Interest rates could fall regardless of Brexit outcome, says Bank economist

A member of the Bank of England’s Monetary Policy Committee has suggested the base rate could be cut even if a no-deal Brexit is avoided.

Michael Saunders said he expects to see continuing uncertainty in the UK regardless of what happens next with its relationship with Europe.

Speaking to business leaders in Barnsley, South Yorkshire, he said: “If the UK avoids a no-deal Brexit, monetary policy also could go either way and I think it is quite plausible that the next move in the bank rate would be down rather than up.”

The pound dropped 0.5% against the dollar immediately after his speech on Friday morning, with a pound worth 1.2272 dollars.

Mr Saunders, an economist who has been on the rate-setting committee since 2016, added that rates could rise if Brexit uncertainty falls significantly and global growth recovers.

But he added: “Another scenario, and this is perhaps more likely to me, is of prolonged high Brexit uncertainty (even without a no-deal Brexit actually occurring).

“In this case, it might well be appropriate to maintain a highly accommodative monetary policy stance for an extended period, and perhaps to loosen policy at some stage, especially if global growth remains disappointing.”

Mr Saunders also said Brexit is also causing businesses to spend too much time on contingency planning.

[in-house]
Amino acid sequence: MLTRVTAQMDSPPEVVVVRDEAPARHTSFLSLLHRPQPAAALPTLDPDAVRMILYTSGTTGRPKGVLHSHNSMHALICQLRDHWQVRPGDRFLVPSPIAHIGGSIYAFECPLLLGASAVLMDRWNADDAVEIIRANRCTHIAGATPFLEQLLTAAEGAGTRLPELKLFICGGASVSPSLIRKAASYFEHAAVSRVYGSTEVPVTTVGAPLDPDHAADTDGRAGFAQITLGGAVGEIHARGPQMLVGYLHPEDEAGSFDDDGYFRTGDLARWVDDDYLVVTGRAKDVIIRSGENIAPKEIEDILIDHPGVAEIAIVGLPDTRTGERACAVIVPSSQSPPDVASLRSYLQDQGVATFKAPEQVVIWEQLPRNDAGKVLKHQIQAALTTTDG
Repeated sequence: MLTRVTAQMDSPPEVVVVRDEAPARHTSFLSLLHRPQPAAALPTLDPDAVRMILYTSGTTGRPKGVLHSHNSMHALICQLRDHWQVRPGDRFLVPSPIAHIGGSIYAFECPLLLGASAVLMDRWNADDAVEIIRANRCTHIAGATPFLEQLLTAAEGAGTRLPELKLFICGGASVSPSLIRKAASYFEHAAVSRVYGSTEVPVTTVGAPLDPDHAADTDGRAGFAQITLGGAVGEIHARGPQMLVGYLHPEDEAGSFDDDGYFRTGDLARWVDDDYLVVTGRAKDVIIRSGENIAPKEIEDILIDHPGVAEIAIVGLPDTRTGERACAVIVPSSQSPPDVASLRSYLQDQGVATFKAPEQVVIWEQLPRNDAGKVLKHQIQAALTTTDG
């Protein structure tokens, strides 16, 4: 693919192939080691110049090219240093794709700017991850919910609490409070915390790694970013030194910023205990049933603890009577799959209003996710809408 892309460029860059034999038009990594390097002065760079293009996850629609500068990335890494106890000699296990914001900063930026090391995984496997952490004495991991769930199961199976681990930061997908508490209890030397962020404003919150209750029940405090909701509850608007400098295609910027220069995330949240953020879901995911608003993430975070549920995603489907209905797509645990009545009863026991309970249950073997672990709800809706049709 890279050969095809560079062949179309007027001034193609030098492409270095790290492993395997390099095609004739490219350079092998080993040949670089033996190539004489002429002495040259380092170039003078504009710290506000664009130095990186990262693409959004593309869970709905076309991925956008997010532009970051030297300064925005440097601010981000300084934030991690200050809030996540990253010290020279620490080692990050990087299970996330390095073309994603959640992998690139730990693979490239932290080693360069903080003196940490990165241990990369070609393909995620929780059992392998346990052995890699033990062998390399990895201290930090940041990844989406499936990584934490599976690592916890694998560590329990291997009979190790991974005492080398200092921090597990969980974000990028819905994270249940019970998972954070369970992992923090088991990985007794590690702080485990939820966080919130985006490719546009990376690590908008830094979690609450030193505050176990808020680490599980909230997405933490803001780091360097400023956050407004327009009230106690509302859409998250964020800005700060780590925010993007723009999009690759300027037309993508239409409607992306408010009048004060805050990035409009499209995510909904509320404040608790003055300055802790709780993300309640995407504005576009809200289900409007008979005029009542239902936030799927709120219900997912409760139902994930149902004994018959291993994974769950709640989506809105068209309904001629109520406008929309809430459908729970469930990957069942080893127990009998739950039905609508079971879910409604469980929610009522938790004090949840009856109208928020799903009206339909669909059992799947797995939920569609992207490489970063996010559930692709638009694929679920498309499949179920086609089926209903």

A Bank of England graphic showing how much time company chief financial officers are spending on Brexit preparations each week (Bank of England/PA)

He said: “Brexit uncertainties have created an opportunity cost: for example, a considerable amount of management time has been taken up in dealing with Brexit contingency plans.

“This probably reduces the amount of time and resources that can be devoted to other more fruitful issues. This is an issue that often comes up in discussions with businesses.

“The economy has not crashed. But the effect of Brexit uncertainties is perhaps akin to the economy developing a slow puncture such that growth has slowed to a mere crawl.”

Slow growth in the eurozone has seen the European Central Bank cut rates and inject more money through quantitative easing into the markets.

The US Federal Reserve earlier this month also cut interest rates – following months of heavy lobbying from US President Donald Trump.

He wanted to see rates cut in an attempt to stimulate economic growth, after the US-China trade war hit global markets.

By comparison, the Bank of England has held rates at 0.75%, awaiting the potential outcome from Brexit.

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